Irish Water Expenditure

Questions (125)

Thomas Pringle

Question:

125. Deputy Thomas Pringle asked the Minister for the Environment, Community and Local Government the way he expects savings to be generated from Irish Water; the way he foresees savings being generated after the service level agreements with local authority staff expire; and if he will make a statement on the matter. [5036/14]

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Written answers (Question to Environment)

The establishment of Irish Water in 2013 was an integral component of the Government’s water sector reform strategy and involves major organisational change, an entirely new funding structure governed by economic regulation, the introduction of domestic water charges based on usage and the roll-out of a national domestic metering programme. The PwC independent assessment on establishing a public water utility stated that the public utility model represented an opportunity to build a fit for purpose operating model, a more efficient cost base and lower unit of delivery. It also stated that with Irish Water controlling all assets, revenues and costs, it will be better positioned to leverage economies of scale, drive operational excellence, reduce operating costs and optimise the lending capacity of the company.

I expect significant savings to operational and capital expenditure through the delivery of water services by Irish Water. In capital project delivery, standardising asset design specifications to drive tender price reductions, centralising procurement spend and implementing best practice project management to reduce the risk of cost overruns are ways in which savings can accrue. In operational terms, procurement, volume and billing efficiencies are expected to be achieved. The Commmission for Energy Regulation, which will be responsible for the economic regulation of Irish Water, will seek efficiencies through its reviews of revenue controls.

These savings will accrue during the life of the service level agreements (SLA) which Irish Water has entered into with each of the 34 local authorities for the provision of specified services. The SLA reflects the transformation agenda required for the sector, with provision for annual service plans which will set out required performance, budgets and headcount. A particular focus is placed on the collaboration necessary to complete the transformation to a public utility model by the end of 2017.

Social and Affordable Housing Provision

Questions (126)

Thomas P. Broughan

Question:

126. Deputy Thomas P. Broughan asked the Minister for the Environment, Community and Local Government if he will provide a detailed breakdown of the 4,500 to 5,000 social housing units due to be delivered this year, as announced under budget 2014, with details of the local authority areas in which these units will be delivered; if he will further provide the number of units due to be delivered under the following headings: through the transfer of further units from the National Asset Management Agency, the use of the rental accommodation scheme, completion of mortgage-to-rent arrangements, completion of existing building and acquisition programmes and new builds. [5055/14]

View answer

Written answers (Question to Environment)

The information requested regarding social housing supports is set out in the following table. It is not possible to provide a breakdown by local authority area at this time.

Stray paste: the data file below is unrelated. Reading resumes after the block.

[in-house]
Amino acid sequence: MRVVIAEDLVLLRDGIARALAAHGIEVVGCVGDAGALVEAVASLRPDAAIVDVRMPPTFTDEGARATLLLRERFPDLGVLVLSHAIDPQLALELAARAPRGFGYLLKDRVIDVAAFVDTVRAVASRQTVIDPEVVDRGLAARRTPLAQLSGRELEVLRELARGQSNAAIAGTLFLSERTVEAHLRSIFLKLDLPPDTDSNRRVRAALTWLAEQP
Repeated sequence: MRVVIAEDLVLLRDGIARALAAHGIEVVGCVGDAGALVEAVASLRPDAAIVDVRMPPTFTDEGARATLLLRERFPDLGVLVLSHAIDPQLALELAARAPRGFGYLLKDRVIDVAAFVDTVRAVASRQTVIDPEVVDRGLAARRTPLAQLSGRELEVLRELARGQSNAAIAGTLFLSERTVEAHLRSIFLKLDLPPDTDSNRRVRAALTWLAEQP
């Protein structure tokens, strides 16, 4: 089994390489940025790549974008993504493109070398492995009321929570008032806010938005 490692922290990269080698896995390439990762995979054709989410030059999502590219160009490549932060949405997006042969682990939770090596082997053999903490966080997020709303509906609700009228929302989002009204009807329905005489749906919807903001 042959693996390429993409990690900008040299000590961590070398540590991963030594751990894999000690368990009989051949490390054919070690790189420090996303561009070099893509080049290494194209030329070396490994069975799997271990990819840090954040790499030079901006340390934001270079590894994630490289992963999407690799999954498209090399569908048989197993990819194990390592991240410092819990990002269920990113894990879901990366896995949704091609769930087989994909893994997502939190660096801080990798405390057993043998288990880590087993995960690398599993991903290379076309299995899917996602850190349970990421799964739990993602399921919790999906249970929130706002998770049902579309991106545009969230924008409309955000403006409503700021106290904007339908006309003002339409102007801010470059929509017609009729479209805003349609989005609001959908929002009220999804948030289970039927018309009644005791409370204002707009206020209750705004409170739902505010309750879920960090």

Delivery method

Number

Rental Accommodation Scheme

2,500

Leasing, including:

400 NAMA sourced properties and

350 Mortgage to Rent Scheme

1,200

Deinstitutionalisation Programme -

new Units for people with disability leaving institutional care

150

Social Housing Investment Programme (new homes)

200

Units for People with Special Housing Needs under Capital Assistance Scheme (new homes)

175

Social Housing Stimulus Programme

500

Local Government Reform

Question No. 128 answered with Question No. 108.

Questions (127)

Maureen O'Sullivan

Question:

127. Deputy Maureen O'Sullivan asked the Minister for the Environment, Community and Local Government in relation to section 35 of the Local Government Reform Bill 2013, the reason behind deleting lines 12-30 on Page 51, and replacing them with new wording by him; if he will then clarify the merit of amendment No. 34 which is lost or is it included elsewhere in the Bill, as he stated he would bring forward an amendment to that effect on Committee Stage in the Seanad; and if he will make a statement on the matter. [4837/14]

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Written answers (Question to Environment)

These amendments and others relating to the provisions in the Local Government Reform Act 2014 have already been debated and agreed by the Oireachtas. In respect of Section 35 relating to Local Community Development Committees, lines 12-30 in section 128F were deleted as they related to the making of Regulations and General Policy Guidelines for Local and Community Plans to be developed by Local Community Development Committees. These provisions have been effectively replaced by new provisions at Section 44 of the 2014 Act under which local authorities and Local Community Development Committees are tasked with preparing integrated Local Economic and Community Plans for their areas. This integrated economic and community plan will provide for a more co-ordinated approach at a local level. Section 44, which inserts new sections 66A to 66H in the Local Government Act 2001, now provides for the making of regulations in relation to the new integrated plan and accordingly, the provisions of Section 128F(2)(c) – covering the making of regulations for the standalone community plan – are not now required.